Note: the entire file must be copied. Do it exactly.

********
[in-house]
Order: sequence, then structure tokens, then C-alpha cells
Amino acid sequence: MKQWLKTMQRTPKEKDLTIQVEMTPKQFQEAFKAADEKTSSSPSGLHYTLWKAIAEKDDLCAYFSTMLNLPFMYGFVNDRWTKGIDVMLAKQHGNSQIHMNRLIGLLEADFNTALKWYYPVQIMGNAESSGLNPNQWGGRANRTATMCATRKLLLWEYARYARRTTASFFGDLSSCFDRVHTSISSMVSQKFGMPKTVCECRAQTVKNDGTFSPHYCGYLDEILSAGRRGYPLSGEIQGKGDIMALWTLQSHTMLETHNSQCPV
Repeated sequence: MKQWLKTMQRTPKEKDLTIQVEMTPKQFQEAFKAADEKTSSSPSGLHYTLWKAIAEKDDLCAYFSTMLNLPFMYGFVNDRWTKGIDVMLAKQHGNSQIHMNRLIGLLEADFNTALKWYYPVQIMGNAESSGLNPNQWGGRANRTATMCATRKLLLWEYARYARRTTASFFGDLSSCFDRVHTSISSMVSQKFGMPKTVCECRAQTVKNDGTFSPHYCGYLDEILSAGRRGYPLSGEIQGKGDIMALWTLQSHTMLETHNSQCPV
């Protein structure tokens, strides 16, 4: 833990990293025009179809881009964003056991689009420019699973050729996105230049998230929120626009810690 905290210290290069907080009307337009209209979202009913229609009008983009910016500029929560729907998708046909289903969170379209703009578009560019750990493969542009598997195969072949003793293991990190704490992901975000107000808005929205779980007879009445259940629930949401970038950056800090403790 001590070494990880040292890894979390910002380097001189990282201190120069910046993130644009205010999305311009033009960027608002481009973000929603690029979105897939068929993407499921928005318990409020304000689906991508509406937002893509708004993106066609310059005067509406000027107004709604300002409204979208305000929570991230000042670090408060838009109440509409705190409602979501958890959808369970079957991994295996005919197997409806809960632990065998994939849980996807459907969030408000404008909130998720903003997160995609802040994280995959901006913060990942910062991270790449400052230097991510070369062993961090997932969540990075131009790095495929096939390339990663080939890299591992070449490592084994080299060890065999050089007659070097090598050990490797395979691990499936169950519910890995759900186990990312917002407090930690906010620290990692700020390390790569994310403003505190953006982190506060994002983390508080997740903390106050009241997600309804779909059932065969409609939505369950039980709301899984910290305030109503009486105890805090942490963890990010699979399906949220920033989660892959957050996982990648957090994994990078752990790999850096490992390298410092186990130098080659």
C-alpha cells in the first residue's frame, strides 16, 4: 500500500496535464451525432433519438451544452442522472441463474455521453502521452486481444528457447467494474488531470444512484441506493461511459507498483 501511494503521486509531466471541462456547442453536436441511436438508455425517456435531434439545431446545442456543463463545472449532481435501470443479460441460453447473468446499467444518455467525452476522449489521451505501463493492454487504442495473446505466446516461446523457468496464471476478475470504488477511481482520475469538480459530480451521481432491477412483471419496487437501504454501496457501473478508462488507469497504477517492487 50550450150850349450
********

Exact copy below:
[in-house]
Order: sequence, then structure tokens, then C-alpha cells
Amino acid sequence: MKQWLKTMQRTPKEKDLTIQVEMTPKQFQEAFKAADEKTSSSPSGLHYTLWKAIAEKDDLCAYFSTMLNLPFMYGFVNDRWTKGIDVMLAKQHGNSQIHMNRLIGLLEADFNTALKWYYPVQIMGNAESSGLNPNQWGGRANRTATMCATRKLLLWEYARYARRTTASFFGDLSSCFDRVHTSISSMVSQKFGMPKTVCECRAQTVKNDGTFSPHYCGYLDEILSAGRRGYPLSGEIQGKGDIMALWTLQSHTMLETHNSQCPV
Repeated sequence: MKQWLKTMQRTPKEKDLTIQVEMTPKQFQEAFKAADEKTSSSPSGLHYTLWKAIAEKDDLCAYFSTMLNLPFMYGFVNDRWTKGIDVMLAKQHGNSQIHMNRLIGLLEADFNTALKWYYPVQIMGNAESSGLNPNQWGGRANRTATMCATRKLLLWEYARYARRTTASFFGDLSSCFDRVHTSISSMVSQKFGMPKTVCECRAQTVKNDGTFSPHYCGYLDEILSAGRRGYPLSGEIQGKGDIMALWTLQSHTMLETHNSQCPV
């Protein structure tokens, strides 16, 4: 833990990293025009179809881009964003056991689009420019699973050729996105230049998230929120626009810690 905290210290290069907080009307337009209209979202009913229609009008983009910016500029929560729907998708046909289903969170379209703009578009560019750990493969542009598997195969072949003793293991990190704490992901975000107000808005929205779980007879009445259940629930949401970038950056800090403790 001590070494990880040292890894979390910002380097001189990282201190120069910046993130644009205010999305311009033009960027608002481009973000929603690029979105897939068929993407499921928005318990409020304000689906991508509406937002893509708004993106066609310059005067509406000027107004709604300002409204979208305000929570991230000042670090408060838009109440509409705190409602979501958890959808369970079957991994295996005919197997409806809960632990065998994939849980996807459907969030408000404008909130998720903003997160995609802040994280995959901006913060990942910062991270790449400052230097991510070369062993961090997932969540990075131009790095495929096939390339990663080939890299591992070449490592084994080299060890065999050089007659070097090598050990490797395979691990499936169950519910890995759900186990990312917002407090930690906010620290990692700020390390790569994310403003505190953006982190506060994002983390508080997740903390106050009241997600309804779909059932065969409609939505369950039980709301899984910290305030109503009486105890805090942490963890990010699979399906949220920033989660892959957050996982990648957090994994990078752990790999850096490992390298410092186990130098080659």
C-alpha cells in the first residue's frame, strides 16, 4: 500500500496535464451525432433519438451544452442522472441463474455521453502521452486481444528457447467494474488531470444512484441506493461511459507498483 501511494503521486509531466471541462456547442453536436441511436438508455425517456435531434439545431446545442456543463463545472449532481435501470443479460441460453447473468446499467444518455467525452476522449489521451505501463493492454487504442495473446505466446516461446523457468496464471476478475470504488477511481482520475469538480459530480451521481432491477412483471419496487437501504454501496457501473478508462488507469497504477517492487 50550450150850349450